First published 2 September 2013
Population dynamics with limited perception establish global swarm topology
Anna Shcherbacheva, Tuomo Kauranne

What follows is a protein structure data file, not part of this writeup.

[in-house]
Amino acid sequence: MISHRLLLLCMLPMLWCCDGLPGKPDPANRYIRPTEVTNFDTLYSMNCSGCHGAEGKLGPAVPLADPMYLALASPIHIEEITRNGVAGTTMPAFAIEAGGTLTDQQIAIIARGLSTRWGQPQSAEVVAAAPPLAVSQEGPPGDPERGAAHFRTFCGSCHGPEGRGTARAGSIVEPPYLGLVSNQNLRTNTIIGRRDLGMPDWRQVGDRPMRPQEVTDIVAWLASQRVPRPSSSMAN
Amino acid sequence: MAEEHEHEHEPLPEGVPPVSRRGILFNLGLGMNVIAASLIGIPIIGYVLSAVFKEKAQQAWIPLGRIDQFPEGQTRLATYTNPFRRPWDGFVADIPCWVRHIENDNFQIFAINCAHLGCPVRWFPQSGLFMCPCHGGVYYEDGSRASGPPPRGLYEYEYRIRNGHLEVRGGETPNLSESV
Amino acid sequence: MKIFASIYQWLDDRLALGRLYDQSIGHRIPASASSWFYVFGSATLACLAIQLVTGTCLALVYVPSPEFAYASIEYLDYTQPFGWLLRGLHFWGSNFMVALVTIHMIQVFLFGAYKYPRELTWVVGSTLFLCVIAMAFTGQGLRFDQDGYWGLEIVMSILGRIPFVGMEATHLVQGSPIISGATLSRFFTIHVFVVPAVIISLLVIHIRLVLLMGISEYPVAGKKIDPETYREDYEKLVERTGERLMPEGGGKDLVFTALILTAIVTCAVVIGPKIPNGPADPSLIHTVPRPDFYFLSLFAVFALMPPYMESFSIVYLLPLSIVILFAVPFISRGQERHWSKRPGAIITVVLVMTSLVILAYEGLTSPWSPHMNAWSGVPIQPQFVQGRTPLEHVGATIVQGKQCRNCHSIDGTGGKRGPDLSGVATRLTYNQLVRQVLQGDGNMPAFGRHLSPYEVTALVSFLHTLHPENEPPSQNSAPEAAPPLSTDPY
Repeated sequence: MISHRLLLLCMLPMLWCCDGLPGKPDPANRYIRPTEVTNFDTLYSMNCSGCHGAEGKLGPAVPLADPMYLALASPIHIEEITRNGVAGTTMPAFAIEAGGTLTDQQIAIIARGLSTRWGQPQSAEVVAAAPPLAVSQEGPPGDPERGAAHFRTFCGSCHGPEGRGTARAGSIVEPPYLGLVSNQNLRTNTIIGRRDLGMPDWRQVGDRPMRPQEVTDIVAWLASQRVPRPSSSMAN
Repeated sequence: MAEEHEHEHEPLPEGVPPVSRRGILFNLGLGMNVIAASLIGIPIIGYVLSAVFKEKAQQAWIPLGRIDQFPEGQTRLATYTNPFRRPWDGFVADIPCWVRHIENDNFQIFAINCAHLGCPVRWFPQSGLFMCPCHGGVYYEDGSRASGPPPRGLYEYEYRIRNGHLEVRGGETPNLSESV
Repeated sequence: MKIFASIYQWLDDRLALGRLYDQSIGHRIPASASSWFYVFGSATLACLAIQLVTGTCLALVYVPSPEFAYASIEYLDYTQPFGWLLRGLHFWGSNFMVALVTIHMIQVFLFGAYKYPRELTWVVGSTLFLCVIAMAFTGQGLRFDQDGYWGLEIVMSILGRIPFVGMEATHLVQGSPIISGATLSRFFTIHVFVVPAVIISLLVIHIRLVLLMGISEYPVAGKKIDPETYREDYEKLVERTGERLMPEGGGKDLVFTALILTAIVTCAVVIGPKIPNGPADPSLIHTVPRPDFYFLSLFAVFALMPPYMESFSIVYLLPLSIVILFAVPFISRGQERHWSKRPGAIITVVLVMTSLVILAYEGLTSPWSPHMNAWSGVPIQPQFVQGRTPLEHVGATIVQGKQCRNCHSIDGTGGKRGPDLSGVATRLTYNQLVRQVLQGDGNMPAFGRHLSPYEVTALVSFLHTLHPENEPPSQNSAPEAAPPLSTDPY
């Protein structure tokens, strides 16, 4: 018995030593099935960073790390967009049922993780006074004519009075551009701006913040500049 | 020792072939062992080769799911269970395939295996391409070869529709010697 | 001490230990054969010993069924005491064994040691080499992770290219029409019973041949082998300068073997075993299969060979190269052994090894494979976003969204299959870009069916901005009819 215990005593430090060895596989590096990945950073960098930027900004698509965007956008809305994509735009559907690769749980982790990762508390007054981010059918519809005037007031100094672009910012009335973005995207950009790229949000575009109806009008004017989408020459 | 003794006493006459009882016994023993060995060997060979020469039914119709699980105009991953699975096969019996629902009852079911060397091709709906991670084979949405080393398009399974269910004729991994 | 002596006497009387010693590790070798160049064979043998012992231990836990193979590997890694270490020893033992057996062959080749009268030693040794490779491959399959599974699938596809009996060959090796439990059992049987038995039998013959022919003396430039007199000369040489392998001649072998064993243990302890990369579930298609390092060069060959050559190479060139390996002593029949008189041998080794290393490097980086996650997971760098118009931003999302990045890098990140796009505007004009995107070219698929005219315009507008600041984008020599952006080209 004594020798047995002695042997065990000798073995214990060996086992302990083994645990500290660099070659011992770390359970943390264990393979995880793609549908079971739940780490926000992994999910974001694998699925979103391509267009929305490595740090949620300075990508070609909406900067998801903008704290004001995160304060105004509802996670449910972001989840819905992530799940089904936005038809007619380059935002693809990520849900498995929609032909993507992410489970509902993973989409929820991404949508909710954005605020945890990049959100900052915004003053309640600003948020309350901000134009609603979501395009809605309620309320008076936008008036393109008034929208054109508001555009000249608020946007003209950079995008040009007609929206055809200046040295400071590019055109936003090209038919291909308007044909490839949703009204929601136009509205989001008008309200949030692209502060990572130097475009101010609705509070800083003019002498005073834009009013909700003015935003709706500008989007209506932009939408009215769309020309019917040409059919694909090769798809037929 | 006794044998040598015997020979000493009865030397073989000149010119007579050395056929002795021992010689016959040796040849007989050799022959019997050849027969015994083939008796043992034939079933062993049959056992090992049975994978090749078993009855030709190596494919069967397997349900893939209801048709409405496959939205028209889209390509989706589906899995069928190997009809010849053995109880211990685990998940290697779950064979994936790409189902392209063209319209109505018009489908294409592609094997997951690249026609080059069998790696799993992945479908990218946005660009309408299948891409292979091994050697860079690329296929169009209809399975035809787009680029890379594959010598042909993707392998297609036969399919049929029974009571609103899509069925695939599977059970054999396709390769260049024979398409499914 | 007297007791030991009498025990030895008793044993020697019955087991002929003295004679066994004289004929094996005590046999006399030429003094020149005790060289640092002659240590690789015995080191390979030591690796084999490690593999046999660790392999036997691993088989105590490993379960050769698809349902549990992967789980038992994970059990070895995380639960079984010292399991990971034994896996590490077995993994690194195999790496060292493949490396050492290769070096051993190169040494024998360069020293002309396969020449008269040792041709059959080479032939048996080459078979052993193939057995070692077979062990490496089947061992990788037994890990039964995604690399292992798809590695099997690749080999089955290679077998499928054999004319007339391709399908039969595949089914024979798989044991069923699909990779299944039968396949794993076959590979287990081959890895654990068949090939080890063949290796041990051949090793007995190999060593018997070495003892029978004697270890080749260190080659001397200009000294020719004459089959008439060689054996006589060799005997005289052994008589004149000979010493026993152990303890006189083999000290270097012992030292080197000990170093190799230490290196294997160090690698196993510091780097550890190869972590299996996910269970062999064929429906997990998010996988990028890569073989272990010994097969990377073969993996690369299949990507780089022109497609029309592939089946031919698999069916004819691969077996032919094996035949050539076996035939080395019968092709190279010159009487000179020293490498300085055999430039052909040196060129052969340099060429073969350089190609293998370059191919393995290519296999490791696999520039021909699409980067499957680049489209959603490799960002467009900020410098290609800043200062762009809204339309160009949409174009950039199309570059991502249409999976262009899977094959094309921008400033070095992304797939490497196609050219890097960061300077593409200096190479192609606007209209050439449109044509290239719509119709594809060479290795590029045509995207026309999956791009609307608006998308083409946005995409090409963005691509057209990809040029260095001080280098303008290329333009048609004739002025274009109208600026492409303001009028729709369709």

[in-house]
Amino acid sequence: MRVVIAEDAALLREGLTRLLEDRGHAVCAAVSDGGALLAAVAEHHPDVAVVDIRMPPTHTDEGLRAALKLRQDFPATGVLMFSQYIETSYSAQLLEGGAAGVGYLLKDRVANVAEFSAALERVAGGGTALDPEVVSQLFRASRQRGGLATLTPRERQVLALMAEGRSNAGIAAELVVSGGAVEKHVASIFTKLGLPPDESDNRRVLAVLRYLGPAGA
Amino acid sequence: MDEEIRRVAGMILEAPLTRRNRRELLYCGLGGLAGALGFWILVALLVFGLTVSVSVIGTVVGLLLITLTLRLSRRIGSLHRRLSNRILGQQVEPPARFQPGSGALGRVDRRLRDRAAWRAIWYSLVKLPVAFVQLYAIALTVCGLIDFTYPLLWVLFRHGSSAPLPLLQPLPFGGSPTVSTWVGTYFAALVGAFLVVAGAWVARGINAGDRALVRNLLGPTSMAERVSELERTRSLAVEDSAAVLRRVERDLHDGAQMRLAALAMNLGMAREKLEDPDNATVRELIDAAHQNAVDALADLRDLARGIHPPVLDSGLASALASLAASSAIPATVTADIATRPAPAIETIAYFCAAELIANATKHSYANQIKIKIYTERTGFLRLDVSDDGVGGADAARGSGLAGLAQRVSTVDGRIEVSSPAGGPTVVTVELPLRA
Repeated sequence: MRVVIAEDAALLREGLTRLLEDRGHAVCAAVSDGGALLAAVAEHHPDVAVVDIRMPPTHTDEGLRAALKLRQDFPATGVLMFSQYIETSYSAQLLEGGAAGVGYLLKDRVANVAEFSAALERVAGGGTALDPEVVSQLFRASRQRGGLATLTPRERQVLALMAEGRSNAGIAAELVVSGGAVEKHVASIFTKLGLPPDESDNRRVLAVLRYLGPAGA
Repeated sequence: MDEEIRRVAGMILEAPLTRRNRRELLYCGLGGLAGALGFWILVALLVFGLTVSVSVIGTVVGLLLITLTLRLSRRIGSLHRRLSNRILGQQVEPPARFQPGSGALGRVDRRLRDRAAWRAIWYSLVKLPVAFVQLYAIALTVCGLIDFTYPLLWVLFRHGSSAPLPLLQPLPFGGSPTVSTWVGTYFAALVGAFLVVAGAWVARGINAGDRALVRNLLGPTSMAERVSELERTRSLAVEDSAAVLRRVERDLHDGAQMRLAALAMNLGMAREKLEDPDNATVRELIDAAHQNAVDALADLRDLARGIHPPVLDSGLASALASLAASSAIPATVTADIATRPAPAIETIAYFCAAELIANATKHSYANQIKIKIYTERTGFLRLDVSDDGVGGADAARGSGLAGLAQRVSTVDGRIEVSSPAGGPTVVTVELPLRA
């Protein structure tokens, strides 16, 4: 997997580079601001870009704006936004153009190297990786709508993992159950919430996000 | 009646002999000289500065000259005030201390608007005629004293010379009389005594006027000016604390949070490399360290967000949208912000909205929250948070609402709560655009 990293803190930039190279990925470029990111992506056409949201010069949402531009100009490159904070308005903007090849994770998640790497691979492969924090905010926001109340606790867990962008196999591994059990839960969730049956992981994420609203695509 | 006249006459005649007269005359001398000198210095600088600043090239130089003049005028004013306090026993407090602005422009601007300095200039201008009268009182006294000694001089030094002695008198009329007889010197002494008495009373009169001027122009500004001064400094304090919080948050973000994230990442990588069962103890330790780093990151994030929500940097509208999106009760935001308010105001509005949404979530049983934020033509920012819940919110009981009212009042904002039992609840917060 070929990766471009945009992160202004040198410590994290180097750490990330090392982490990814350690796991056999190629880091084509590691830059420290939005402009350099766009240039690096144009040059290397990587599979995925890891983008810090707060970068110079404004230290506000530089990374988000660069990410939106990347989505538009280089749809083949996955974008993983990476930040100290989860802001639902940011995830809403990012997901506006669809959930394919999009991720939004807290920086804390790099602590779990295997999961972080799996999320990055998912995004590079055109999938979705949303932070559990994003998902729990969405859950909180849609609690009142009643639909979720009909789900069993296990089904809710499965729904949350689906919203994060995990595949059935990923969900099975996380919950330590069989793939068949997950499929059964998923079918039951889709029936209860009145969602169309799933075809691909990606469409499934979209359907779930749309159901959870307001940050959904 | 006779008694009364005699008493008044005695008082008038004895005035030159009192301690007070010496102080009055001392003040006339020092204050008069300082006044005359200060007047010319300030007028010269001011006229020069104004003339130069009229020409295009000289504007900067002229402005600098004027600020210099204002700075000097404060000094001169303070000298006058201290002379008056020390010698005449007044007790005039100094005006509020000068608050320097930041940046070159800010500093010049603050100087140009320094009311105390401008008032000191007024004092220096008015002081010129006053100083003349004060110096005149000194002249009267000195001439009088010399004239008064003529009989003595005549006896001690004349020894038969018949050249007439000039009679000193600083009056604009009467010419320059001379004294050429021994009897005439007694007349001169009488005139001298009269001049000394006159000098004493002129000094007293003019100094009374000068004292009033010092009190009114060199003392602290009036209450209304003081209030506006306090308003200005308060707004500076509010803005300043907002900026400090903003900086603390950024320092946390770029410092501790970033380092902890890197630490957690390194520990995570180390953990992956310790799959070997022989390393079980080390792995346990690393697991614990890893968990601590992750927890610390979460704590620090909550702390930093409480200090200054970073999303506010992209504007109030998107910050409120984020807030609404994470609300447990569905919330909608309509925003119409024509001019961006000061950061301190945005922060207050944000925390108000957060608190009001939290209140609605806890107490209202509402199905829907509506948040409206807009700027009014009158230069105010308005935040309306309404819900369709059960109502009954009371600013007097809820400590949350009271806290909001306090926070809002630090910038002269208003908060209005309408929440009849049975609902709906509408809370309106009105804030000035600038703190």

We simulate the swarming behavior of three synthetic animal species that differ only by the degree of perception they have on their fellow animals. The species are called mosquitoes, birds and fish. The swarms that comprise many individuals of each species in turn move randomly in a rugged potential landscape. The mosquitoes pay no heed to one another. The birds follow a bunch of their nearest neighbours in front, based on strictly limited visibility. The fish, in turn, sense also far-away neighbors through their lateral line, as modeled by an exponentially decaying perception function. The simulations show that such local differences in perception by swarming individuals have global macroscopic consequences to the geometry of the corresponding swarms. These consequences are of persistent nature across many simulations with each species.